UK ISPs and the entertainment industry are said to be near to agreeing a deal to combat piracy. After four years of negotiations, Virgin Media have said they will send “educational” letters to people who illegally download copyrighted music, television or films.
Under the voluntary copyright alert programme (Vcap), the music and movie industry bodies will monitor file-sharing networks for copyright infringements, recording the IP addresses of downloaders. The IP addresses will be given to UK ISPs who in turn will send out a warning letter about the alleged infringement to the registered subscriber of that broadband connection. The first letters will be sent out in 2015.
BT, Sky and Virgin Media said they were in talks with the BPI and the Motion Picture Association (MPA) over Vcap, but that an agreement had not yet been made.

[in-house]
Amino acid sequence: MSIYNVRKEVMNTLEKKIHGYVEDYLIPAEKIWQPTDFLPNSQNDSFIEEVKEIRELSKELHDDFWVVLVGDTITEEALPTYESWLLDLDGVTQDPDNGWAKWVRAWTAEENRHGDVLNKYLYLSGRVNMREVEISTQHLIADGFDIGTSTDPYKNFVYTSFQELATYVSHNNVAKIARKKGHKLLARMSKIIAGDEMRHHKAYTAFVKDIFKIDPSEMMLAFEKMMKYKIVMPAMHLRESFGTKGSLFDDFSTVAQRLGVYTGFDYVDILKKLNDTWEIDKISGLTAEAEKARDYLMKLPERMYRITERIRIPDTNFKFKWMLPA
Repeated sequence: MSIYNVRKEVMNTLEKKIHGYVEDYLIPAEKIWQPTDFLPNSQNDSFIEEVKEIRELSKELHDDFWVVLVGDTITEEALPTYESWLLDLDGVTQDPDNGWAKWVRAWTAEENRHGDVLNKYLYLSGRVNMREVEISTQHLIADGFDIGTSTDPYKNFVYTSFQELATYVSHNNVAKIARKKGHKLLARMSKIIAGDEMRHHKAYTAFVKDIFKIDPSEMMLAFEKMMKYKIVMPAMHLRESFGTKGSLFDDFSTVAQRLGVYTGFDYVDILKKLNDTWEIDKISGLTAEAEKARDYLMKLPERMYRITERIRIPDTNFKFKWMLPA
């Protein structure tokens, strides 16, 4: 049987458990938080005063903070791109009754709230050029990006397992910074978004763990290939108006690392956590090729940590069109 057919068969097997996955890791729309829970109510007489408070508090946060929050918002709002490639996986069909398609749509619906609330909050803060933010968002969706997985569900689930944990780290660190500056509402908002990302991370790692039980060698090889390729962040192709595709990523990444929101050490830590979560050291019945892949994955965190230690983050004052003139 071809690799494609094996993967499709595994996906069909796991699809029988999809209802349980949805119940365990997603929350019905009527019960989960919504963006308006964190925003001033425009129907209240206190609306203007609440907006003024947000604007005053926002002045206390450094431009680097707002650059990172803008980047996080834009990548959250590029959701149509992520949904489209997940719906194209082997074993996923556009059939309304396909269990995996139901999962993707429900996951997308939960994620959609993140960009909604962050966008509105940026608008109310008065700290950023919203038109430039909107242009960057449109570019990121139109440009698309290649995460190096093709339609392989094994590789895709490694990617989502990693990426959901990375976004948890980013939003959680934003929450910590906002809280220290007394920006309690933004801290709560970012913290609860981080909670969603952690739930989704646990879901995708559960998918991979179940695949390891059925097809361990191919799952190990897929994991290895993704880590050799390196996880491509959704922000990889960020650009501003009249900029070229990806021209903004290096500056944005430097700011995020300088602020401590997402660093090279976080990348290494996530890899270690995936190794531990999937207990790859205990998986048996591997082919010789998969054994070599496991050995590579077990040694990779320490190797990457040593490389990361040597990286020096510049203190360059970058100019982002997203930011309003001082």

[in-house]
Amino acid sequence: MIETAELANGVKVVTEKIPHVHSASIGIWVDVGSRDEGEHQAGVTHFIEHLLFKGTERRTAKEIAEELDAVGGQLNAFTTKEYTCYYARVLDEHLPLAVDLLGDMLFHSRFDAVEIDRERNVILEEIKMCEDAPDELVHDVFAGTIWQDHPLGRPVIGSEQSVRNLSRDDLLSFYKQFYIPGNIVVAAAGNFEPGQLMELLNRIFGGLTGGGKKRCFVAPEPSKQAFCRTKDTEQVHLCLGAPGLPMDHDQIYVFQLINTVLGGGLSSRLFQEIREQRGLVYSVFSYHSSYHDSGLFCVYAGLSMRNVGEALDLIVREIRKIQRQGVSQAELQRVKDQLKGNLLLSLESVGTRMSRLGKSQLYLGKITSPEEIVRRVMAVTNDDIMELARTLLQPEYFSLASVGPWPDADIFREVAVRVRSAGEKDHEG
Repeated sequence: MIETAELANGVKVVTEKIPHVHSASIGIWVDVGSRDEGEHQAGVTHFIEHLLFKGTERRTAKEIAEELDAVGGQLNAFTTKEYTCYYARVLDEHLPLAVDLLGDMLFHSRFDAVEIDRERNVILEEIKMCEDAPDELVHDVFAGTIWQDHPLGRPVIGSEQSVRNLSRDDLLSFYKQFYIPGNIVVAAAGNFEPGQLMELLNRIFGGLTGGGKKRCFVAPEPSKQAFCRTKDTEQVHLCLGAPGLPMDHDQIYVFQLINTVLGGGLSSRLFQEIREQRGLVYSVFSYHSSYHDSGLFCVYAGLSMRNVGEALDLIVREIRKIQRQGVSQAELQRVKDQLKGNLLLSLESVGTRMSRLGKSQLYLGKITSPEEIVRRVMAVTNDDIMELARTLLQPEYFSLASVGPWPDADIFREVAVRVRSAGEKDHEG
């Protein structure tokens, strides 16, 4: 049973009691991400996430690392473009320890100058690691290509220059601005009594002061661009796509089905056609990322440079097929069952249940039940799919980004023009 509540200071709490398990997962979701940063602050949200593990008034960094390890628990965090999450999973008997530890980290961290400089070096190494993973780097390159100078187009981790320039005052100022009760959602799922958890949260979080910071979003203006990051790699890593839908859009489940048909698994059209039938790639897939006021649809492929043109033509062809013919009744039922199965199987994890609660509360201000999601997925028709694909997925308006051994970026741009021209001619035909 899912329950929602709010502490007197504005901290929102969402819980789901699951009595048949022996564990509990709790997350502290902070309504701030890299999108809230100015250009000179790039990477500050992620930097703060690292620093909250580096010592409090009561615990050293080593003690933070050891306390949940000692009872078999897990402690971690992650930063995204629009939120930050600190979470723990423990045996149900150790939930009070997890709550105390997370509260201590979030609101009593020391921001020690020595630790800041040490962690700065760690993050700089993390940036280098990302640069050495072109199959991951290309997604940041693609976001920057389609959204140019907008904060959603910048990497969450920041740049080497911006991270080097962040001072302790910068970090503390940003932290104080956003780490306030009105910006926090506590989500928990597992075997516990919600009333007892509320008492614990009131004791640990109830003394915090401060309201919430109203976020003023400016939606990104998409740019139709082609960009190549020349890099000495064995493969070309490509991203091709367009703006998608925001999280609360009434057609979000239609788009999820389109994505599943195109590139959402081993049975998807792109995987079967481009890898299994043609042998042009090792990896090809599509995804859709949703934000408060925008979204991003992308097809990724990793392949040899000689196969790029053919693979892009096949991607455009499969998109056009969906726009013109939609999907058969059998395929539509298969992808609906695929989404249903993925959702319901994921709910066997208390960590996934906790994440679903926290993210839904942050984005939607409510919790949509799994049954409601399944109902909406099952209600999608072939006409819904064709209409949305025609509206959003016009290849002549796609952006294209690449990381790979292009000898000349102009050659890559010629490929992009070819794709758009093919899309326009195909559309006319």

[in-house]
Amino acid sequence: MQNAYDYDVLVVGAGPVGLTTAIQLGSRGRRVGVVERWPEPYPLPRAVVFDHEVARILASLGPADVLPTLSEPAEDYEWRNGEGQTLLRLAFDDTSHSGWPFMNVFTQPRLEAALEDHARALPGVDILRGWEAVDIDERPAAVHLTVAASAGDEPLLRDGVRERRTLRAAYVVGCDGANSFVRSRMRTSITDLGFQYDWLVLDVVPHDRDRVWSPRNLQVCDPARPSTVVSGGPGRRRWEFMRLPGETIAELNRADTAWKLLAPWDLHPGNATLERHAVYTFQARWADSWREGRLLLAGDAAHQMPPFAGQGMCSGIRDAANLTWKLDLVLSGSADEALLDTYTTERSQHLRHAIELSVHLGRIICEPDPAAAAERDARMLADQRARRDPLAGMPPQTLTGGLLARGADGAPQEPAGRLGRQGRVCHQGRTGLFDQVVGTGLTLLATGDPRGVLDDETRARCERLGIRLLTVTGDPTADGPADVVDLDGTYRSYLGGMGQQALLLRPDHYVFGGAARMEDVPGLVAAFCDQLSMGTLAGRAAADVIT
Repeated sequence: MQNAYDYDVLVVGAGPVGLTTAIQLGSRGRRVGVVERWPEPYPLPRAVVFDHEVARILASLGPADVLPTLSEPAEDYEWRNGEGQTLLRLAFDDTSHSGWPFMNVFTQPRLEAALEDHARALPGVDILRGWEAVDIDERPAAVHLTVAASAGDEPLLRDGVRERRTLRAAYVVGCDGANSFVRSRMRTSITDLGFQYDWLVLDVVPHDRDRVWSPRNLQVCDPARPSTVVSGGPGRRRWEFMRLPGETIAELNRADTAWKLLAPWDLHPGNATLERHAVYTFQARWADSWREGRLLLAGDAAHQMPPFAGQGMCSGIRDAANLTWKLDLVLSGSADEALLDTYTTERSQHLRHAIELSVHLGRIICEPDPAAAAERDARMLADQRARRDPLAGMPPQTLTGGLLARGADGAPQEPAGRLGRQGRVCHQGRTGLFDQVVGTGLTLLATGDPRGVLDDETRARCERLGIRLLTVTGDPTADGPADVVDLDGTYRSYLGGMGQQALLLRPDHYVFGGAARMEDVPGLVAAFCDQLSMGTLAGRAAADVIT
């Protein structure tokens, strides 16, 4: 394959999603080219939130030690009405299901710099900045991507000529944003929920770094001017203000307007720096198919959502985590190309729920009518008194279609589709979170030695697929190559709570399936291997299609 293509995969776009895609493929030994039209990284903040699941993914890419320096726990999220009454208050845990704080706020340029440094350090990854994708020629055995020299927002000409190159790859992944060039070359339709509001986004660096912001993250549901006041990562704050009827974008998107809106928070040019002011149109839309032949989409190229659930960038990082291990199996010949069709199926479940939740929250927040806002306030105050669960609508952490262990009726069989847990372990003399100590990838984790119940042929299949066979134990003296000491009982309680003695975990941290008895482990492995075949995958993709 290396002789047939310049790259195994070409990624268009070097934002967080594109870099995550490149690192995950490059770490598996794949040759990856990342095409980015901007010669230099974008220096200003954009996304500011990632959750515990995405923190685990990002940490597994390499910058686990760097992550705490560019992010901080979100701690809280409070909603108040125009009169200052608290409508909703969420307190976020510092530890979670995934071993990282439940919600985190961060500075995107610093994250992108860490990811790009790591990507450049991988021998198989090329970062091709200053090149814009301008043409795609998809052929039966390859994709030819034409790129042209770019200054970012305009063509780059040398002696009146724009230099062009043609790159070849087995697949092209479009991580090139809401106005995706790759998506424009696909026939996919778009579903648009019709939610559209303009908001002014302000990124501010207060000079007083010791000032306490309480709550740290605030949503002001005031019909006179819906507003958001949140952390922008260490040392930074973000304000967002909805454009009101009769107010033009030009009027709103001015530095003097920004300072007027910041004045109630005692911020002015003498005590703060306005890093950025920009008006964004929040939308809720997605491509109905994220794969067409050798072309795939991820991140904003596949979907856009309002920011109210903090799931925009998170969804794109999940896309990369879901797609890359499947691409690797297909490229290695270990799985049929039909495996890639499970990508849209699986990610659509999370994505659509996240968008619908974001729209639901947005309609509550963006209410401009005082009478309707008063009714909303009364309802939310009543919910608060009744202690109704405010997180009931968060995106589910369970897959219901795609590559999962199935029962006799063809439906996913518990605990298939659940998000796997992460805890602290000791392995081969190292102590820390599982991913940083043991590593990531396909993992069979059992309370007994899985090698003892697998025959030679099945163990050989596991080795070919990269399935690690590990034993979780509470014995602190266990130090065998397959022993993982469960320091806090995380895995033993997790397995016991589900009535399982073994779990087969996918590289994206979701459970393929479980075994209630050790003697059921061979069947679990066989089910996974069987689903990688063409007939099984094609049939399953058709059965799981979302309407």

The media industry originally wanted Vcap a three strikes approach threatening alleged abusers with internet throttling and, eventually, legal action.
Instead, the draft agreement, reported by the BBC, suggests that no more than 2.5 million letters will be sent out each year and that they will have an “educational” tone.
Those who download illegal material can expect to receive up to four alerts. The cost of the system will be shared between the rights holders, who will contribute £750,000 (€883,000) or 75 per cent of the cost for each ISP, with a further £75,000 or 75 per cent of the costs a year to cover the running of the service.
Vcap was proposed as an alternative to the 2010 Digital Economy Act, which envisioned repeat copyright infringers having their internet connections terminated.